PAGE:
Echo it to the young man who stood in front of that Chinese tank in Tienamin Square.

Neither of them are with us any more, but none of us will forget them, and their one "vote" to stand up for what they knew to be right did make a difference to the world they lived in.

Just an opinion.

Sunday, May 9, 2010

Great Strategy!

I think I've discovered the best strategy for keeping the tomato plants from freezing -- Procrastination! :-) !!!

I was gonna put 'em in last week, and get a head start this year, but just didn't get around to it. Last night it snowed here, and we've got freeze warnings for the next two days.

So ,,, maybe next week ...

Saturday, May 8, 2010

Rose Bush

Finally moved the yellow rose bush from beside Bev and Aaron's home to its new home in the corner fence in our side yard. Could almost hear the poor thing crying "Not again!" It does have a history:

My Grandma moved from Sydney, NY to Bainbridge, NY when my dad was two or three, (1919 or 1920) and took this climbing yellow rose with her. It had been growing for years at the home where she lived. Then when they moved to Binghamton they moved it again -- around 1938. It got moved a couple more times in the early 40s, just after I was born, and in 1947 it got moved to our home on Bunn Hill, between Vestal and Binghamton.
In 1959 we dug it up again, and moved it into Vestal, where it stayed for a couple of years, until Mother and Dad bought this house in Lisle, NY. Dad put it next to the barn in 1961 or 62, where half of it still grows, and then moved half of it up the road when we bought this place, and they put a mobile home on a foundation just on the other side of the barn.
Bev and Aaron bought the mobile home a few years ago, and now they want to build an addition right where the rose bush grew.
So today I moved it, and I'm hoping that it will survive yet again.
It's a beautiful old-fashioned single yellow rose, with the nicest fragrance, and I want to keep it.
After all, it has to be over 100 years old by now.

Thursday, May 6, 2010

Got compost?

An 11AM start time at work gives opportunity for other things! I went to the landfill yesterday morning and got a truckload of nice (free) compost for the garden. It took about an hour, and I'll probably do it again later in the week.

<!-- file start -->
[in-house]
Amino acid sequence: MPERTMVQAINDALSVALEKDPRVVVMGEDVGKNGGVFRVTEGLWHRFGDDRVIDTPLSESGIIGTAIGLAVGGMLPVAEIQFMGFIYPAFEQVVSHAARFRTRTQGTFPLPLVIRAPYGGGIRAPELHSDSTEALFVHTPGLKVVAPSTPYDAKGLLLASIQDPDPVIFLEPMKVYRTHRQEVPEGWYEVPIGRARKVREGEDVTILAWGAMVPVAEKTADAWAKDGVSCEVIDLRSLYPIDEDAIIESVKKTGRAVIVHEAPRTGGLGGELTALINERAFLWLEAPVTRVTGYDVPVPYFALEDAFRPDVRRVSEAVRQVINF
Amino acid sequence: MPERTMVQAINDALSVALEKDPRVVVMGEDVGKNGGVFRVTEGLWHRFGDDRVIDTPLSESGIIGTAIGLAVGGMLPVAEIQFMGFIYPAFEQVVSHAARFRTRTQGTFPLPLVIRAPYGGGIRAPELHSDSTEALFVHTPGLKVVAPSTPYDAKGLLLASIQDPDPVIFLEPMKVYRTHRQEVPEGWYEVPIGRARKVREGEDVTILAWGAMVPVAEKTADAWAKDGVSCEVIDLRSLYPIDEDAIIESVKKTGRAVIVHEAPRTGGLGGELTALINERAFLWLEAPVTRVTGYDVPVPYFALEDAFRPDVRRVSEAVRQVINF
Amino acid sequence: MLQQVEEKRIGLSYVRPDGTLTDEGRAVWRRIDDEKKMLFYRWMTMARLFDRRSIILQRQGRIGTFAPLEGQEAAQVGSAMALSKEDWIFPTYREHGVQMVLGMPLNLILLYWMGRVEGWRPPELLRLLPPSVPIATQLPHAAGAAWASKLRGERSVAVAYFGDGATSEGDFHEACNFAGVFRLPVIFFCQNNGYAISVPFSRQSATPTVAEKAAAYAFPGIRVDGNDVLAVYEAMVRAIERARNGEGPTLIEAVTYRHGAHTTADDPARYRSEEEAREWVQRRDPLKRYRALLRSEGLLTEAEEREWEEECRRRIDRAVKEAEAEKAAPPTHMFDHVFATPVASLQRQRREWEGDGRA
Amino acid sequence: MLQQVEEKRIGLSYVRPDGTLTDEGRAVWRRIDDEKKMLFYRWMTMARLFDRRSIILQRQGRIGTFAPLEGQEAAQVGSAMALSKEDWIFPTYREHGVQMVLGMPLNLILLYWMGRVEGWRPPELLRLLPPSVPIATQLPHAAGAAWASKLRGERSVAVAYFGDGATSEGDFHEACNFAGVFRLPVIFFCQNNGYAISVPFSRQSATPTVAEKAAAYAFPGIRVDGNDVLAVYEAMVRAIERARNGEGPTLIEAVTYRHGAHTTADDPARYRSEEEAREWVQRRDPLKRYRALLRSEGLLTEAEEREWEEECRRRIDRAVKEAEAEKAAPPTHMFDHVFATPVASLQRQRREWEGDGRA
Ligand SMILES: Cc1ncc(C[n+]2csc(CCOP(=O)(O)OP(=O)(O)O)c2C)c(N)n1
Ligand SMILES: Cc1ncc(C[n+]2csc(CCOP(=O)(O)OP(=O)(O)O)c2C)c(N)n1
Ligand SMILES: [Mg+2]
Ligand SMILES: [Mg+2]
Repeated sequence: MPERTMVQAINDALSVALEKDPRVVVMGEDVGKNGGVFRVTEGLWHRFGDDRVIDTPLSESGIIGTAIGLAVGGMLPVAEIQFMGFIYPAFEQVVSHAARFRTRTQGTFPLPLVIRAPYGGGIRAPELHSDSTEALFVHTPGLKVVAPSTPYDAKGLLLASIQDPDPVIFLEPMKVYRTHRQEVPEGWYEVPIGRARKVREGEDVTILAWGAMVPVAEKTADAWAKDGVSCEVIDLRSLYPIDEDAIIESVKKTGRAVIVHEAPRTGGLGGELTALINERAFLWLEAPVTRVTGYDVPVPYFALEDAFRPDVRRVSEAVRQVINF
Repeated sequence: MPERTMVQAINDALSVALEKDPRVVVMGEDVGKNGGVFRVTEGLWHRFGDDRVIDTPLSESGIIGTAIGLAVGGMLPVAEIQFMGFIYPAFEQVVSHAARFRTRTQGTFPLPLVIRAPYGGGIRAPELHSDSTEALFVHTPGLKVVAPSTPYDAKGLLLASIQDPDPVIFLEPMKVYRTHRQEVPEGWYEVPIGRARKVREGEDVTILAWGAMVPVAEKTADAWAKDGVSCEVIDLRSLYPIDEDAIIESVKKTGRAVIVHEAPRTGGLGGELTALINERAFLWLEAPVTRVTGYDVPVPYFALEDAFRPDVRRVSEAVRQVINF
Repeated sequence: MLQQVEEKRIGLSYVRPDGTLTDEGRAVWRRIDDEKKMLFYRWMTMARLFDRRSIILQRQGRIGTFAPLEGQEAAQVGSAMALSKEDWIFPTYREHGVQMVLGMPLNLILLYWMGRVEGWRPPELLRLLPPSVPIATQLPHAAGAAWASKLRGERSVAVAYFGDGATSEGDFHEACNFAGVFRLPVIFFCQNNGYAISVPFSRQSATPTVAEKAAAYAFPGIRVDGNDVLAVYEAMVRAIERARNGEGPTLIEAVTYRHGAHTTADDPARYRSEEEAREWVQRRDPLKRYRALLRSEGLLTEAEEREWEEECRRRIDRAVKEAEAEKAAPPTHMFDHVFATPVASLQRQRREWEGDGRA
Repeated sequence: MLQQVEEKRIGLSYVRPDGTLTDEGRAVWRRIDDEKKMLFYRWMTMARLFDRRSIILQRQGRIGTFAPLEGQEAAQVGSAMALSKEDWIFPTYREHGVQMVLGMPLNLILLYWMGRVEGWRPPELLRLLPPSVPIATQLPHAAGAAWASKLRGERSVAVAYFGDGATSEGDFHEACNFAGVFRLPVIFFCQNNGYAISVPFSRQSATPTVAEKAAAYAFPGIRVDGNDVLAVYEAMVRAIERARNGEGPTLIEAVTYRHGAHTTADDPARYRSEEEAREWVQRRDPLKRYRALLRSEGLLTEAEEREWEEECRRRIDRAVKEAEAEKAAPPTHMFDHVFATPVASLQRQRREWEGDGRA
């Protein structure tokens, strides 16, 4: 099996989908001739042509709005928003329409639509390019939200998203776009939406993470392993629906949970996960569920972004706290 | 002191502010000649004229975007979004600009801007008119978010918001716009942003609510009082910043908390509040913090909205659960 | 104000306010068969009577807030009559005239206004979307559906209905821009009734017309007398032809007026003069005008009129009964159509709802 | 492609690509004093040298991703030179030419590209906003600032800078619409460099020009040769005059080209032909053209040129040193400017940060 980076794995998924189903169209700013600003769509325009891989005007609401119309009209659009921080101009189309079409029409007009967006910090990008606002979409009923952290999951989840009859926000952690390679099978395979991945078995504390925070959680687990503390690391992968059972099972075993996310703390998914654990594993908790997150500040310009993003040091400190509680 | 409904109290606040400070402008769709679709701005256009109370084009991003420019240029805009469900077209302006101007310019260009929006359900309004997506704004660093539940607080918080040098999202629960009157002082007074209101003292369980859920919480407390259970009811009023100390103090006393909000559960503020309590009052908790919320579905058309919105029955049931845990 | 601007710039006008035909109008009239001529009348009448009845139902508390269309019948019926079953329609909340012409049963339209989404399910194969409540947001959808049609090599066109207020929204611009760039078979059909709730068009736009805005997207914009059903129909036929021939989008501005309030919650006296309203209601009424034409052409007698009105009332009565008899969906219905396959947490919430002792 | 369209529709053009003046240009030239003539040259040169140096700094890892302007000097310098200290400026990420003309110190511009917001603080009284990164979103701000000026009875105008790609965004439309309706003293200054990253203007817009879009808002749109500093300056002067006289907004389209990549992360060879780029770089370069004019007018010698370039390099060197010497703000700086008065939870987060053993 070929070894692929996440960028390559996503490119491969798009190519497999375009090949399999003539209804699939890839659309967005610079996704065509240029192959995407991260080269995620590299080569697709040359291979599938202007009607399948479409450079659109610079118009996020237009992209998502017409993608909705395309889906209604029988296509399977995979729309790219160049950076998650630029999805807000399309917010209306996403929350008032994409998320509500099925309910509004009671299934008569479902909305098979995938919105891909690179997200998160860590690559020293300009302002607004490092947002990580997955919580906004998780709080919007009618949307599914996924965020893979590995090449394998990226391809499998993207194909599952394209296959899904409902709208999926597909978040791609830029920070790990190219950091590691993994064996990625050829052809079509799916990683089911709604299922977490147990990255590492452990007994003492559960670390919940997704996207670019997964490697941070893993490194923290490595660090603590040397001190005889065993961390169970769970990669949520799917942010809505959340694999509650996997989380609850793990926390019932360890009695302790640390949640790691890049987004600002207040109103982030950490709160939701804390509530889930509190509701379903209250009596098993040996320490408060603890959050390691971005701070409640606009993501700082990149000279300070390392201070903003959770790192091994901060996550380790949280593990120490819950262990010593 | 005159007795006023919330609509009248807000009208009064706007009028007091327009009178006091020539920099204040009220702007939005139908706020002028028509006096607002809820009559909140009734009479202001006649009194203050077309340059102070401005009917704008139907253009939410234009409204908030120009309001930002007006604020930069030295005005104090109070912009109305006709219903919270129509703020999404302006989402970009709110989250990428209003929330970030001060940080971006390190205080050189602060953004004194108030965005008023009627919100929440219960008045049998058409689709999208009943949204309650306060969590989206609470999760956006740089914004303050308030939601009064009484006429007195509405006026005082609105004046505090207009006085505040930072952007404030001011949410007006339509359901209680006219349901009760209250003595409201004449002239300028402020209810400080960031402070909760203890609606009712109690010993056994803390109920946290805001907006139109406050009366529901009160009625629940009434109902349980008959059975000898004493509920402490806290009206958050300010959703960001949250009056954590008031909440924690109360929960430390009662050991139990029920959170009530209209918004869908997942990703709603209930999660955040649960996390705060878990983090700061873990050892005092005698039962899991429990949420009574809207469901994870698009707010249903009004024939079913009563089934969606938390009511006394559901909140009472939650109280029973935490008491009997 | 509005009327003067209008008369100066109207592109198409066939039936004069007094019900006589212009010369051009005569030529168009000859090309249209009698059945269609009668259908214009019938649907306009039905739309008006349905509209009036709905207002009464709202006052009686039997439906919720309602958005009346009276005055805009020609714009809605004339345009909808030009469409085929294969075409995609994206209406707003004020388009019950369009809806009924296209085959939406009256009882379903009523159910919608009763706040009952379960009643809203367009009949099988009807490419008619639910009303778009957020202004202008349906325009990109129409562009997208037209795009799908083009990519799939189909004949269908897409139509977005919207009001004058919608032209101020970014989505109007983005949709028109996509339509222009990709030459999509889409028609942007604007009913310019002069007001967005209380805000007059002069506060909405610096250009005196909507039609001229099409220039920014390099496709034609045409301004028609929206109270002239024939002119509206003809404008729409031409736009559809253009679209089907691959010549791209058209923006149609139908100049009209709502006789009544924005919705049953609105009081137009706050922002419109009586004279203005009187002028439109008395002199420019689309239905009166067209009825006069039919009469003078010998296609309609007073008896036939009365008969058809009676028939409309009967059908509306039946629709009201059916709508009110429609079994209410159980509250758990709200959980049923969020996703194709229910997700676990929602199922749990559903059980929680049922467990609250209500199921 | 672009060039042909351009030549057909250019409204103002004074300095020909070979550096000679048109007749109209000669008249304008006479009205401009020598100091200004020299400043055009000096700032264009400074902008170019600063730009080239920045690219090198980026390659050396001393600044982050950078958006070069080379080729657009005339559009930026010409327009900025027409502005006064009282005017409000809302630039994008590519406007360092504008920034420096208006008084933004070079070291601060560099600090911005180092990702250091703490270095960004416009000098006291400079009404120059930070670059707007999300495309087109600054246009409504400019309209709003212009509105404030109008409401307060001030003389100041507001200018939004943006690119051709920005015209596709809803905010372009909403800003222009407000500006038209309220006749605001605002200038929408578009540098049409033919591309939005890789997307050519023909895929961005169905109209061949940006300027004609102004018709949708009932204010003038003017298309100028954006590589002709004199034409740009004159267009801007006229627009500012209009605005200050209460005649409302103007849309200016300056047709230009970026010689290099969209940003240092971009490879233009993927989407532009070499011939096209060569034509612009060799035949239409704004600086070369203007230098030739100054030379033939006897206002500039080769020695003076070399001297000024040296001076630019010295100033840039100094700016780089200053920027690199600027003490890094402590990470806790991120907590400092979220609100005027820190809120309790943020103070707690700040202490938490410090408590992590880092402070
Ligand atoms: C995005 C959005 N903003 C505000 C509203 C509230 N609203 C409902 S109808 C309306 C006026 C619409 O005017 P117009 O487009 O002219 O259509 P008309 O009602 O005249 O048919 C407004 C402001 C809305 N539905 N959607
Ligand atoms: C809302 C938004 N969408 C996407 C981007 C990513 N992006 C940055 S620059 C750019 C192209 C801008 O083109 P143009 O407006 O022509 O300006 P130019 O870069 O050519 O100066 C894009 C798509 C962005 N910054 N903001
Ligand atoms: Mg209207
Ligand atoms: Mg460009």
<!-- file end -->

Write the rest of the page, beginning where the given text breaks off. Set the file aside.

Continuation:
They do this every year, and have a huge composting area to handle yard waste to recycle it instead of filling up the landfill with it.
Check your local landfill for a similar program!

Wednesday, May 5, 2010

To plant or not to plant

Lots of work to do in the garden! Removed most of the posts and fencing -- it's easier to till that way, and gotta rotate the beds anyway. I've been tilling every few days to try to kill off the weeds as they sprout, and watching for volunteer potatoes so I can dig them out before they can get a start. Garden co-op says that is best way to avoid a repeat of the blight that destroyed the tomato and most of the potato crop last season.

My asparagus roots arrived from Miller Nursery -- 25 Purple, and 25 Super Male -- so I've gotta make the final decision where I want the bed to be, and get the trenches dug for them. We do love fresh home-grown asparagus, and the bed I planted some years ago is starting to peter out.

Will have to buy pepper plants now, as the seed I started was mostly no-show. Sometimes happens, especially with peppers. At least with the peppers I start! :-)

We're out of home-canned beets now, so I've gotta get some out of the garden this year. That's one crop I've had to worst luck with. Maybe better this year.

Cari Grace is planning her garden plot, and will probably plant a 3-sisters garden again, plus a few other goodies. If you've never done one, there are good instructions here Just be sure to explain the history behind them to your kids -- Cari loved it, and can still tell you the story behind it.

Saturday, May 1, 2010

Lessons From Armed America

Recommended reading for anyone interested in the 2nd Amendment to the US Constitution. Kathy Jackson and Mark Walters have written a riveting book outlining exactly what it means to be armed in America. Whether you carry, or contemplate carrying, a handgun for sport, competition, or defense, you would do well to read and consider this excellent book. It combines anecdotal with statistical evidence to present the privilege and responsibility embodied in the second amendment. Again, highly recommended!